Describing Variation in Bird Sounds

Describing Variation in Bird Sounds

Three-wattled Bellbird, Costa Rica, 4/13/2008. Remixed by snowmanradio from original photo by Ryan Kozie (Creative Commons 2.0).

Bird sounds vary on many levels.  Naturally, they vary from one species to the next. But they can also vary within a species — say, between birds from different geographic regions.  And they can also vary within a geographic region — say, between one individual bird and the next.  And they can also vary within an individual bird — say, if that individual happens to have a repertoire of multiple songtypes.  And they can even vary within one songtype of one individual bird — say, if the bird fails to reproduce that same songtype exactly each time it sings.

When talking about variation, it would be nice to be able to distinguish exactly which kind of variation we mean.  I propose a vocabulary like the following.

Differences between individuals: variable vs. uniform

I’ve started using the word variable to describe sounds that show high levels of individual variation, and uniform to describe sounds with low levels of individual variation. In other words, variable sounds differ from one bird to the next; uniform sounds are the same in all members of a species.

Variable sounds (differing between individuals)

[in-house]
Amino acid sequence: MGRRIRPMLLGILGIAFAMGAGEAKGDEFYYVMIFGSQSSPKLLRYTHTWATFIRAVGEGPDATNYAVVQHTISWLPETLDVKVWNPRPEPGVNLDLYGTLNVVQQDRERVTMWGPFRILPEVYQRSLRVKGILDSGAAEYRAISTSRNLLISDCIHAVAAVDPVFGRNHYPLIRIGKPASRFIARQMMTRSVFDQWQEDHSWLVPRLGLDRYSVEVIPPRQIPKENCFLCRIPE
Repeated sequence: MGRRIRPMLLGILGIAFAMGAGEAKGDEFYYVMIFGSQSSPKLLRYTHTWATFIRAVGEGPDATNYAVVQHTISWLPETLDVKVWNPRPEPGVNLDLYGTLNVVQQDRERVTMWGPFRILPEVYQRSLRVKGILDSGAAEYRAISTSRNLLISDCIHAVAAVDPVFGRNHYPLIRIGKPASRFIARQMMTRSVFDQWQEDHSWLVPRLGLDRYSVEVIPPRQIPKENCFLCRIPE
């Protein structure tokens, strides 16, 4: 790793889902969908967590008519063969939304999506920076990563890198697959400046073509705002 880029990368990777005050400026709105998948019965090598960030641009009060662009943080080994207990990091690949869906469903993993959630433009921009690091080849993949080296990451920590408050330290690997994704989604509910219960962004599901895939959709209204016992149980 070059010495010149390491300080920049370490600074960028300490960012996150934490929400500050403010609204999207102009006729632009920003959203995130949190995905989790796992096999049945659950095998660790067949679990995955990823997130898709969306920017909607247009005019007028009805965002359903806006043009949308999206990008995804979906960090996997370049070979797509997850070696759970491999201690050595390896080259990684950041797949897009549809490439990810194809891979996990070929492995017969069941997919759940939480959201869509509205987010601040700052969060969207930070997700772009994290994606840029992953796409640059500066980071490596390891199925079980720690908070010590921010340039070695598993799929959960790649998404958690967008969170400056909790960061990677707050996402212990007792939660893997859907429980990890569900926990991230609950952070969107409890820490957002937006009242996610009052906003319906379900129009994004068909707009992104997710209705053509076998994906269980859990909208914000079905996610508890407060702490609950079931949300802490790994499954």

A good example of a variable sound is the mewing call of the Spotted Towhee.  This sound takes a great many forms across the range of the species. Even in the same location, the calls of different individuals may differ sharply.

Uniform sounds (the same between individuals)

The song of the Chuck-will’s-widow is highly uniform: that is, it varies little across the entire geographic range of the species.  If you’ve heard one Chuck-will’s-widow, you’ve pretty much heard ’em all.

Differences within individuals: Plastic vs. stereotyped

Plastic sounds differ slightly each time they are produced, even by the same bird. Stereotyped sounds are always the same when made by the same bird.

Plastic songs are typical of young birds, but some sounds of certain species remain plastic into adulthood, like the “Vreet” call of the House Finch.  In adult birds, plasticity may vary with situation and season. Highly stereotyped versions of song tend to be associated with courtship. Plastic versions may be heard in winter, when levels of breeding hormones are lower.

Plastic sounds (differing within individuals)

Notice how these calls are almost never the same twice:

Stereotyped sounds (the same within individuals)

Most bird songs are stereotyped, at least during the breeding season: each time the individual repeats a given songtype, it produces a precise copy of the previous rendition. Note that sounds can be variable and still stereotyped; Eastern Meadowlark songs vary greatly across their range, and even within individuals (in the sense that each individual has multiple songtypes). But consecutive renditions of the same songtype tend to be identical down to the smallest details — the songtype never changes when the same bird repeats it.

The four vocabulary words I’ve defined here (variable, uniform, plastic, stereotyped) aren’t quite sufficient to describe all the different types of variation.  Things get complicated when you start talking about repertoires of songtypes, truncations of stereotyped songs, or mosaics of geographic variation of different song features.  But maybe this is a start.  I’ll be happy to hear what people think.

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